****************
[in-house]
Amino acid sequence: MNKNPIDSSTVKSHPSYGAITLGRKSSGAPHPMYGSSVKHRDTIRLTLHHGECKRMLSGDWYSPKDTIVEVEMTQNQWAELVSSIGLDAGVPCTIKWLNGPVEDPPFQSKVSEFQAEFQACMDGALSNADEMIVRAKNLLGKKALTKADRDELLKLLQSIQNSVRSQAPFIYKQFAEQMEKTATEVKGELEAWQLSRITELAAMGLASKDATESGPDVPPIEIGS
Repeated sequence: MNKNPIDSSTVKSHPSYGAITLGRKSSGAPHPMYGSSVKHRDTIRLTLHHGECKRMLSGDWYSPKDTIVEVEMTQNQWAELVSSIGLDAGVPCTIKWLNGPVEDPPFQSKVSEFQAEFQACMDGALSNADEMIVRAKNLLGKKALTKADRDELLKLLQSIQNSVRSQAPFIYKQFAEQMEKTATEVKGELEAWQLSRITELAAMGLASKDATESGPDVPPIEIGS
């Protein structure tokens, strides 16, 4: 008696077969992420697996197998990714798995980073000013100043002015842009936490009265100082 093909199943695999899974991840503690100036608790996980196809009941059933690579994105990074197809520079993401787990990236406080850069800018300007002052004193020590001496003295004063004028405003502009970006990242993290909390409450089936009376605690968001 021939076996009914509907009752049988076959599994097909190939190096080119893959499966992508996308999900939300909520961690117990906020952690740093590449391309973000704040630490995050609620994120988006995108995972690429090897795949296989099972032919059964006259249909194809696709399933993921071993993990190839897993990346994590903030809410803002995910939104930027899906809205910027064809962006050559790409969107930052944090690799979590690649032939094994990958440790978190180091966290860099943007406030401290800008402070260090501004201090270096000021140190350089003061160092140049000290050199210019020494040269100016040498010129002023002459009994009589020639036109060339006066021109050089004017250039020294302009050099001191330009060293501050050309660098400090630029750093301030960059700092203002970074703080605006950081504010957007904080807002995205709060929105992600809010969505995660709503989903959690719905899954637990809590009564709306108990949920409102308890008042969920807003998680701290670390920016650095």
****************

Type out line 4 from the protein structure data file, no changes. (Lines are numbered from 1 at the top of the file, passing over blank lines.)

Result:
């Protein structure tokens, strides 16, 4: 008696077969992420697996197998990714798995980073000013100043002015842009936490009265100082 093909199943695999899974991840503690100036608790996980196809009941059933690579994105990074197809520079993401787990990236406080850069800018300007002052004193020590001496003295004063004028405003502009970006990242993290909390409450089936009376605690968001 021939076996009914509907009752049988076959599994097909190939190096080119893959499966992508996308999900939300909520961690117990906020952690740093590449391309973000704040630490995050609620994120988006995108995972690429090897795949296989099972032919059964006259249909194809696709399933993921071993993990190839897993990346994590903030809410803002995910939104930027899906809205910027064809962006050559790409969107930052944090690799979590690649032939094994990958440790978190180091966290860099943007406030401290800008402070260090501004201090270096000021140190350089003061160092140049000290050199210019020494040269100016040498010129002023002459009994009589020639036109060339006066021109050089004017250039020294302009050099001191330009060293501050050309660098400090630029750093301030960059700092203002970074703080605006950081504010957007904080807002995205709060929105992600809010969505995660709503989903959690719905899954637990809590009564709306108990949920409102308890008042969920807003998680701290670390920016650095």